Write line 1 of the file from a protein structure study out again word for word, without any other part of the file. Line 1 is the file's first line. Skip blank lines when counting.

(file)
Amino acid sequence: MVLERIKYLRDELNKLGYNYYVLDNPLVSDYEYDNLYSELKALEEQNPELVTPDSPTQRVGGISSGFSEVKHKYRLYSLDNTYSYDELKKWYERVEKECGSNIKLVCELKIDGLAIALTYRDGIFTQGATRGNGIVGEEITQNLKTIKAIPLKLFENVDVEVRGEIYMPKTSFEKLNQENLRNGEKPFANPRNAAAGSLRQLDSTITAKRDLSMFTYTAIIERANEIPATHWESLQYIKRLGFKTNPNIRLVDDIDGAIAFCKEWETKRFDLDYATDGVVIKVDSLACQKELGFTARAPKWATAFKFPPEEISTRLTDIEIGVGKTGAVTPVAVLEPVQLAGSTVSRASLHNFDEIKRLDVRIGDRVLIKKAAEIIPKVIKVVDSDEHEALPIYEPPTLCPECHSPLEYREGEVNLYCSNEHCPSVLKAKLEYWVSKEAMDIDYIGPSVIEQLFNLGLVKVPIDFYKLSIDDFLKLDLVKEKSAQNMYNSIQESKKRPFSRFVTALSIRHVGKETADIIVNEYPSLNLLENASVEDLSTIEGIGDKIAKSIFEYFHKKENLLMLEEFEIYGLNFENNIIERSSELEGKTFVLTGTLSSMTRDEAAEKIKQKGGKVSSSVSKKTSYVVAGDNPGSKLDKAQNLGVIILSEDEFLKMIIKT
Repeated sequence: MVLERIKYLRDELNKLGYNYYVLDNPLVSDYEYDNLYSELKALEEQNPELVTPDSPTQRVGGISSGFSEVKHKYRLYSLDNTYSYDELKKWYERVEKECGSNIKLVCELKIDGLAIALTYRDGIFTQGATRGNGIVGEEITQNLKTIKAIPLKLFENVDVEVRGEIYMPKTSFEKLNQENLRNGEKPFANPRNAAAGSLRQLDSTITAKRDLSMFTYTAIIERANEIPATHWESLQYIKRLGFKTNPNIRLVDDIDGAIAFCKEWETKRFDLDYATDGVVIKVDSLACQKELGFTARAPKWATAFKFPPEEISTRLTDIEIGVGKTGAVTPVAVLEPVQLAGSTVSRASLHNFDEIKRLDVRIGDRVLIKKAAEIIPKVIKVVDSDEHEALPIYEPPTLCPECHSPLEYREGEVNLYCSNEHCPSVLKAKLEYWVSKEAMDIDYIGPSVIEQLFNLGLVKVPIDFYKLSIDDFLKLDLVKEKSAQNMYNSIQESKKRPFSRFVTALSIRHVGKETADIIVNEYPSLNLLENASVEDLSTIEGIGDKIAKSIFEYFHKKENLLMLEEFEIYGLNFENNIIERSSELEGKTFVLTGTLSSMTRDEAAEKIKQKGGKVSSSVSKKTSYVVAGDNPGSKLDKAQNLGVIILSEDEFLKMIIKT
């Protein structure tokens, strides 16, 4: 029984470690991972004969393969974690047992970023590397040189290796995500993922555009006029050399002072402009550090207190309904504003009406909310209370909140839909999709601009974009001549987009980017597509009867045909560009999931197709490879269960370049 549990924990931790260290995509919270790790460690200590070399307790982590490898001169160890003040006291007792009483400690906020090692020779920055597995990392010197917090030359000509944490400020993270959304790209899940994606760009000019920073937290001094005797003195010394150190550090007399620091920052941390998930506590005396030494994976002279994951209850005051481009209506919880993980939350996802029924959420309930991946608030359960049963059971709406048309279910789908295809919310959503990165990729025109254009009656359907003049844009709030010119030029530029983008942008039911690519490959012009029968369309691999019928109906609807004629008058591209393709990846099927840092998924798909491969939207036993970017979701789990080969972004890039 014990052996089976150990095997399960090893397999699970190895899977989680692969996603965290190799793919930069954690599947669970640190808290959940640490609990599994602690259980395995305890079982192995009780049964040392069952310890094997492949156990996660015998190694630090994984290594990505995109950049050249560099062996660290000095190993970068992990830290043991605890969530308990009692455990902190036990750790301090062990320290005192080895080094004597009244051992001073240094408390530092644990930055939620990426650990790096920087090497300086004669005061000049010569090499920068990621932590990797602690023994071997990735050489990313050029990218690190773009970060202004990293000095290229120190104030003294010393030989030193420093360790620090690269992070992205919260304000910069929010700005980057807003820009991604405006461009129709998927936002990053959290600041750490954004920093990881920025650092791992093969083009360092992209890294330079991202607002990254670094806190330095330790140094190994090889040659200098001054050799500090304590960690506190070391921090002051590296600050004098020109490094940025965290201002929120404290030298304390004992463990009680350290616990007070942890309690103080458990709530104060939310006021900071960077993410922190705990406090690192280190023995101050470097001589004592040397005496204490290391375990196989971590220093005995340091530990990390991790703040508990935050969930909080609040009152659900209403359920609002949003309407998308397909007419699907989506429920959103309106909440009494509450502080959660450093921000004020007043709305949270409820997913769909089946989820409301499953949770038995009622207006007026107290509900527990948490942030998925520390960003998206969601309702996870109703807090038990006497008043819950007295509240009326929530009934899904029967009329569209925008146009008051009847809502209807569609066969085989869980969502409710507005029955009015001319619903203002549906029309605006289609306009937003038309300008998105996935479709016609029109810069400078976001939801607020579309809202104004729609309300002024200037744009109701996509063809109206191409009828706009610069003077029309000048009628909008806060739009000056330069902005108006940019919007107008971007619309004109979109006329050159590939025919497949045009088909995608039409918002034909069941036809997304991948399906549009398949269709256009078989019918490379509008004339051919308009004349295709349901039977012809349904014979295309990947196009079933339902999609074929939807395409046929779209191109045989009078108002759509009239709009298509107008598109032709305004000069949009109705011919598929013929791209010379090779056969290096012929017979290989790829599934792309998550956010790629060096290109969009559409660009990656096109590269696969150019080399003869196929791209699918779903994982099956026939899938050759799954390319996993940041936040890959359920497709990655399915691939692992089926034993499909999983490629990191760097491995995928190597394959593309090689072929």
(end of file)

Amino acid sequence: MVLERIKYLRDELNKLGYNYYVLDNPLVSDYEYDNLYSELKALEEQNPELVTPDSPTQRVGGISSGFSEVKHKYRLYSLDNTYSYDELKKWYERVEKECGSNIKLVCELKIDGLAIALTYRDGIFTQGATRGNGIVGEEITQNLKTIKAIPLKLFENVDVEVRGEIYMPKTSFEKLNQENLRNGEKPFANPRNAAAGSLRQLDSTITAKRDLSMFTYTAIIERANEIPATHWESLQYIKRLGFKTNPNIRLVDDIDGAIAFCKEWETKRFDLDYATDGVVIKVDSLACQKELGFTARAPKWATAFKFPPEEISTRLTDIEIGVGKTGAVTPVAVLEPVQLAGSTVSRASLHNFDEIKRLDVRIGDRVLIKKAAEIIPKVIKVVDSDEHEALPIYEPPTLCPECHSPLEYREGEVNLYCSNEHCPSVLKAKLEYWVSKEAMDIDYIGPSVIEQLFNLGLVKVPIDFYKLSIDDFLKLDLVKEKSAQNMYNSIQESKKRPFSRFVTALSIRHVGKETADIIVNEYPSLNLLENASVEDLSTIEGIGDKIAKSIFEYFHKKENLLMLEEFEIYGLNFENNIIERSSELEGKTFVLTGTLSSMTRDEAAEKIKQKGGKVSSSVSKKTSYVVAGDNPGSKLDKAQNLGVIILSEDEFLKMIIKT